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Ask the Experts: Is Microsoft Project Overkill? And the Task Inspector Equivalent

Question: In my federal government agency, some have considered Microsoft Project to manage planning and scheduling for service operations. I suspect that it’s not the right tool for non-project work like day-to-day operations. I suspect that managers, team leads, and supervisors would be better served by enterprise resource planning (ERP) software, but, I’m not sure — I do not know enough about this subject.

Licenses for Microsoft Project are very difficult to obtain in my agency — demand exceeds supply. Also, the average user’s knowledge of Project is much less than other standard Microsoft Office suite tools. I’m thinking that Excel, Outlook, and/or a simple whiteboard could be used.

Can anyone suggest a simple, yet effective, computer-based approach to planning and scheduling for service operations (not manufacturing)?

— Mark

Answer: Mark, Project 2010 offers many options for organizations like yours trying to determine the best solution to meet user/technical/process driven needs. Here are a few points.

First, we use Project Server 2010 to manage our service company, so we know it can be done.

Second, the different roles you mentioned (managers, team leads, and supervisors) could all access Project/Resource/Task information via an intuitive web-based interface.

Third, you mention that Project licenses are tough to come by in your organization. Project Server 2010 allows web editing of project plans, which means many fewer Project Professional licenses are needed.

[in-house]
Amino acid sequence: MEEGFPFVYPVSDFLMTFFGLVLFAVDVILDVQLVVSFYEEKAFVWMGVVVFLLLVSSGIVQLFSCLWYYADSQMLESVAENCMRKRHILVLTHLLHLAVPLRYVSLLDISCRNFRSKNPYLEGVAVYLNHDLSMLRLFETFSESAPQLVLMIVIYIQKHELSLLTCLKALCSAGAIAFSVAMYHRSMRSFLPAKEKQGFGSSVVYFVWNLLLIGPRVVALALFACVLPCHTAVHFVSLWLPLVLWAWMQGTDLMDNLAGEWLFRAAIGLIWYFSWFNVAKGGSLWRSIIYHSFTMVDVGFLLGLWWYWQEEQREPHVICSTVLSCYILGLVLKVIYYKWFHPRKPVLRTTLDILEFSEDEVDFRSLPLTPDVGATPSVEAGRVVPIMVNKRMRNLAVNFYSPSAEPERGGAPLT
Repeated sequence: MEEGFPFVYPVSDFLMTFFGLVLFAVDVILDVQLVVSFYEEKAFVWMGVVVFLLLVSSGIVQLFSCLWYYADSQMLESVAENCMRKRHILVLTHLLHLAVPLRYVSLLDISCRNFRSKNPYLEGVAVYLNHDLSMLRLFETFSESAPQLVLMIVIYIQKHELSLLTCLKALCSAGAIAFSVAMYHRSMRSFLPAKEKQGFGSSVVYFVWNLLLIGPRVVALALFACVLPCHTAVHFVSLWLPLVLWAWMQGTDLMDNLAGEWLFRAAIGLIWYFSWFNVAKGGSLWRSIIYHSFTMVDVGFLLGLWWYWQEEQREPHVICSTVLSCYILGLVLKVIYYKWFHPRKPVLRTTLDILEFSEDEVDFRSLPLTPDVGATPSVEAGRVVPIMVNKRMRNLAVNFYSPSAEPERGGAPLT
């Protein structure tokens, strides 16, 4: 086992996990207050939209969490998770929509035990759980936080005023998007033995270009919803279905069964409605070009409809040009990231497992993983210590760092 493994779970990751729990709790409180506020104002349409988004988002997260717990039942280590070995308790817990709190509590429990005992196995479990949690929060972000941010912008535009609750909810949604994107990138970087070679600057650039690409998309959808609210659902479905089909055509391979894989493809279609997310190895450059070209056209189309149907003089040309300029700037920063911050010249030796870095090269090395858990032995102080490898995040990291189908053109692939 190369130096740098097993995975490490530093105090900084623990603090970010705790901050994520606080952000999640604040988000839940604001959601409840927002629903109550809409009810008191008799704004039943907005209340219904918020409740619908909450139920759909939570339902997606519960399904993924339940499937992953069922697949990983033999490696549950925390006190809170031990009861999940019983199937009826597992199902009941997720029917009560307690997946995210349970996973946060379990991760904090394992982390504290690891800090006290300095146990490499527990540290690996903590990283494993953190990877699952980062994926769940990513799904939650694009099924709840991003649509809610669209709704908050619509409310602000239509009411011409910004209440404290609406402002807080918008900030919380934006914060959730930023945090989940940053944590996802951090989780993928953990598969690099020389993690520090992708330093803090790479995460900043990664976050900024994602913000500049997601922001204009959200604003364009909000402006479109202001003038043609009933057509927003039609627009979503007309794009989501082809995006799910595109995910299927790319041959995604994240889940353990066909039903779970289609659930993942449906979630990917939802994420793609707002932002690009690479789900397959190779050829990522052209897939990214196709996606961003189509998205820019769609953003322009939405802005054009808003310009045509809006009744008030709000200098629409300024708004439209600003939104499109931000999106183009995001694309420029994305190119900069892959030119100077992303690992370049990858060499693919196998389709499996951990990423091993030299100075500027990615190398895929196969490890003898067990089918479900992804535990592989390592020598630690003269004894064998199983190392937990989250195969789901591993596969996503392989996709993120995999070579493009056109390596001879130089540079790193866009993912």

Fourth, with Project 2010 users can create projects in an Excel-like spreadsheet on the web. These could be very quick and easy projects or they could leverage a template with an associated workflow.

Fifth, I’d recommend talking with a Microsoft partner that specializes in Project and Project Server before ruling it out. To learn more about the capabilities of Project 2010, you might want to view an MPUG webcast I did, titled, “Project 2010: Is An Upgrade Right for Me?” You can find the recording in the MPUG Knowledge Library.

Question: Is there any equivalent feature for Project 2010’s Task Inspector in Project 2007?

— Laura

Answer: The 2007 equivalent to 2010’s Task Inspector is the Task Driver. To find that, in Project 2007, select a task. On the Project menu, click Task Drivers. Note that you can also keep the Task Drivers open and click from task to task.

Written by Jacques Goupil

Jacques Goupil, PMP, MCP, MCTS, is the Business Development Managing  Director at PPM Works, Inc.,  a consultancy focused on delivering project, portfolio, and business management solutions. He has been implementing Microsoft Project solutions since 1998 and has over 15 years of professional experience in project management software design, implementation, and development.  Coming from a Program Management background, Jacques has successfully implemented PMOs at many Top 50 firms and he shares his experience and knowledge as a guest speaker and panelist at several industry conferences (including the Microsoft Project Conference, PMI Conferences, and the Project Summit).  He was selected by Microsoft as the Lead SME for the Microsoft Certification Exam, Managing Projects and is a Certification Instructor Microsoft Project Users Group.  He is currently on the Board of Directors at the Boston YMCA and two Microsoft Project Users Group Chapters.  Jacques motto is ‘Health and Family first’ and he shares his passion as a community volunteer and family advocate.  He is currently training for the 2014 Boston Marathon (his 14th Boston).  Most recently Jacques delivered a full credit Professional Development Day for PMI and presented at Project Summit 2013 on topics including Project Server 2013, Project Online, as well as PMO Development.  Connect to his professional network or send him an e-mail at: Jacques.Goupil@ppmworks.com.

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